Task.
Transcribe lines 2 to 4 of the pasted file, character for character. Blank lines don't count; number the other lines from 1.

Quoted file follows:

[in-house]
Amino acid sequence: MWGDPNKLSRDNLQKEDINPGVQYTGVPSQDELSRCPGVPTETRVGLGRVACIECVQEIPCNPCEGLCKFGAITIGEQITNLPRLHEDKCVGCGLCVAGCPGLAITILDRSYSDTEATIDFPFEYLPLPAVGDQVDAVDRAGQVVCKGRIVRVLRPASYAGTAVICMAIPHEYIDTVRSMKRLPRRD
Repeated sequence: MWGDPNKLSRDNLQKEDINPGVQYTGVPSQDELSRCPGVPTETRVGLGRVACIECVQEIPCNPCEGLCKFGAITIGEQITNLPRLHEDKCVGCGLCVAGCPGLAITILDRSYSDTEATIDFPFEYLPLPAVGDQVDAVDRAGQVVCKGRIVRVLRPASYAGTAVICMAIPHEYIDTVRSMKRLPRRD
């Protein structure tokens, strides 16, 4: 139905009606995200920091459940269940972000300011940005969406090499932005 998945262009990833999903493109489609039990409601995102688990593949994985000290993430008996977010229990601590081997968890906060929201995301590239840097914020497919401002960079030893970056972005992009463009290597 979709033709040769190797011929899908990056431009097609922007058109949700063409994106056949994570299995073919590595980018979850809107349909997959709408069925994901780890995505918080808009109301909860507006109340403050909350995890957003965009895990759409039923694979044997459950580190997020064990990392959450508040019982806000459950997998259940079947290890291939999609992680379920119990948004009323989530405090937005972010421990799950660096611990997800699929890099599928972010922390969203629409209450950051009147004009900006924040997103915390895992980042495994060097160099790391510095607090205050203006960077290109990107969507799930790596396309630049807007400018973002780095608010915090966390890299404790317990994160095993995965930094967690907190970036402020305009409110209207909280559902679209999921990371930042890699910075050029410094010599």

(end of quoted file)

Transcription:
Amino acid sequence: MWGDPNKLSRDNLQKEDINPGVQYTGVPSQDELSRCPGVPTETRVGLGRVACIECVQEIPCNPCEGLCKFGAITIGEQITNLPRLHEDKCVGCGLCVAGCPGLAITILDRSYSDTEATIDFPFEYLPLPAVGDQVDAVDRAGQVVCKGRIVRVLRPASYAGTAVICMAIPHEYIDTVRSMKRLPRRD
Repeated sequence: MWGDPNKLSRDNLQKEDINPGVQYTGVPSQDELSRCPGVPTETRVGLGRVACIECVQEIPCNPCEGLCKFGAITIGEQITNLPRLHEDKCVGCGLCVAGCPGLAITILDRSYSDTEATIDFPFEYLPLPAVGDQVDAVDRAGQVVCKGRIVRVLRPASYAGTAVICMAIPHEYIDTVRSMKRLPRRD
């Protein structure tokens, strides 16, 4: 139905009606995200920091459940269940972000300011940005969406090499932005 998945262009990833999903493109489609039990409601995102688990593949994985000290993430008996977010229990601590081997968890906060929201995301590239840097914020497919401002960079030893970056972005992009463009290597 979709033709040769190797011929899908990056431009097609922007058109949700063409994106056949994570299995073919590595980018979850809107349909997959709408069925994901780890995505918080808009109301909860507006109340403050909350995890957003965009895990759409039923694979044997459950580190997020064990990392959450508040019982806000459950997998259940079947290890291939999609992680379920119990948004009323989530405090937005972010421990799950660096611990997800699929890099599928972010922390969203629409209450950051009147004009900006924040997103915390895992980042495994060097160099790391510095607090205050203006960077290109990107969507799930790596396309630049807007400018973002780095608010915090966390890299404790317990994160095993995965930094967690907190970036402020305009409110209207909280559902679209999921990371930042890699910075050029410094010599």